Economic activity is that activity which is related to the use of scarce resources for the satisfaction of human wants. It may or may not generate income. On the other hand, climate change indicates the environmental conditions of the earth.
Climate change is one of the greatest threats to economic stability. Nicholas Stern, World Bank’s former chief economist, confirmed that greenhouse gas emissions is the biggest mistake that the world market has ever seen. He argues that we need to invest the equivalent of 2% of global Gross Domestic Product to mitigate the impact of climate change.
There is a warning from the World Bank that if we don’t do something immediately, climate change could push 100 million more people into poverty by 2030.
Heat waves make us less able to work and decline our efficiency or productivity level. Natural calamities such as hurricanes, typhoons, and cyclones devastate millions of people thereby leaving them in abject poverty after mercilessly sweeping away their communities.
Droughts shrink harvests and reduce agricultural productivity, further making difficulties in the laborious task of feeding the world population which is expected to reach 10 billion by 2050.
Agricultural yields are very sensitive to weather conditions and as our climate becomes even more extreme, more frequent droughts may decline crop productivity in areas where food production is of great significance.
Drought has a capacity to make water high-priced thereby affecting the production and raw material cost. To reduce the impact of different calamities, natural as well as man-made, it is important to integrate climate change into macroeconomics.
American Economist William Nordhaus along with Paul Romer received Nobel prize in Economics in 2018 for integrating climate change into long-term macroeconomic analysis. Nordhaus was the first economist to develop a quantitative model that reproduces the interaction between economic development and climate change on a global front.
According to him, the solution to climate change is to apply prices that will act as a deterrent to using fossil fuels, because the current price is too low and does not foster the search for alternatives like renewable energies.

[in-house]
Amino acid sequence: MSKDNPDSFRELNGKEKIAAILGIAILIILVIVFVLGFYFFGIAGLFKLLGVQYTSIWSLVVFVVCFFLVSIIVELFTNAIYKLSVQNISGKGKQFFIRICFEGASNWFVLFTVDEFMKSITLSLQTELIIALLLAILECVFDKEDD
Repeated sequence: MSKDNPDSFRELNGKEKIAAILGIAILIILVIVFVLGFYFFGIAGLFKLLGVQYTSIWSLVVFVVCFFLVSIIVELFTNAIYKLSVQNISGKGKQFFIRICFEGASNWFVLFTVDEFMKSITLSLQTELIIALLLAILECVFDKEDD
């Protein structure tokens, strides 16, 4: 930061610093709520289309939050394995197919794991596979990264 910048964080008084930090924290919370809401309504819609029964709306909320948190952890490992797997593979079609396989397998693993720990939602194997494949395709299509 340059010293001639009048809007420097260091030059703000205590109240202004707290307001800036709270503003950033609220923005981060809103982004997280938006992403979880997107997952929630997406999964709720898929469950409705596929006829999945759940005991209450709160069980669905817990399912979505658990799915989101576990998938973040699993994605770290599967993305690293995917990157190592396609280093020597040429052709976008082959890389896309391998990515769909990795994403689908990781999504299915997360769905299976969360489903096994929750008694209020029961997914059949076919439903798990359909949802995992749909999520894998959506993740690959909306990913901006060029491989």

The annual flow of carbon dioxide and other greenhouse gases that warm the earth’s atmosphere has increased ever since coal, then oil and gas too, began to fuel the industrial revolution that has brought great opportunities and better lives to many.
Atmospheric greenhouse gas levels have already reached the equivalent of around 430 ppm (parts per million) of CO2 compared with 280 ppm before the industrial revolution. Human activities are pushing the accumulated stock of gases higher by 2-3 ppm every year.
Industrial activity according to the United Nations Statistics 2013 is also on the increase especially with positive growth in the economies of many emerging and other developing countries especially in the South East Asia Pacific and Sub-Saharan African regions.
Associated with industrial activity and growth, the global economy could lose 10% of its total economic value by 2050 due to climate change. The impact of climate change has been predicted to be the toughest hit for Asian economies, with a 5.5% hit to GDP in the best-case situation and 26.5 % hit in severe situations.
The impact of climate change across the globe will act as a stumbling block to the bottom line of trade and commerce in many ways. Both intensity as well as frequency of extreme weather conditions can destroy industries, value-added processes, supply chain processes and other infrastructure.
Climate instability may force businesses to tackle uncertain situations in the price of resources for output, insurance, and energy transport. Accordingly, we may see some goods turning out-dated or losing their market.
The overall aggregate effect of climate change on economic growth will most likely be negative in the long-run. Global warming will primarily influence economic growth through damage to property and infrastructure, lost yield or output, security risk and mass migration.
Inflation is likely to increase as climate changes take place in general and global warming takes place in particular. In addition, COVID-19 pandemic may further badly affect our livelihood securities and resources already affected by climate change, necessitating instant efforts on the part of both government and non-government organisations to escape disastrous threats to human health.
Dr. Binish Qadri, Assistant Professor, Department of Economics, Cluster University, Srinagar .
Disclaimer: The views and opinions expressed in this article are the personal opinions of the author.
The facts, analysis, assumptions and perspective appearing in the article do not reflect the views of GK.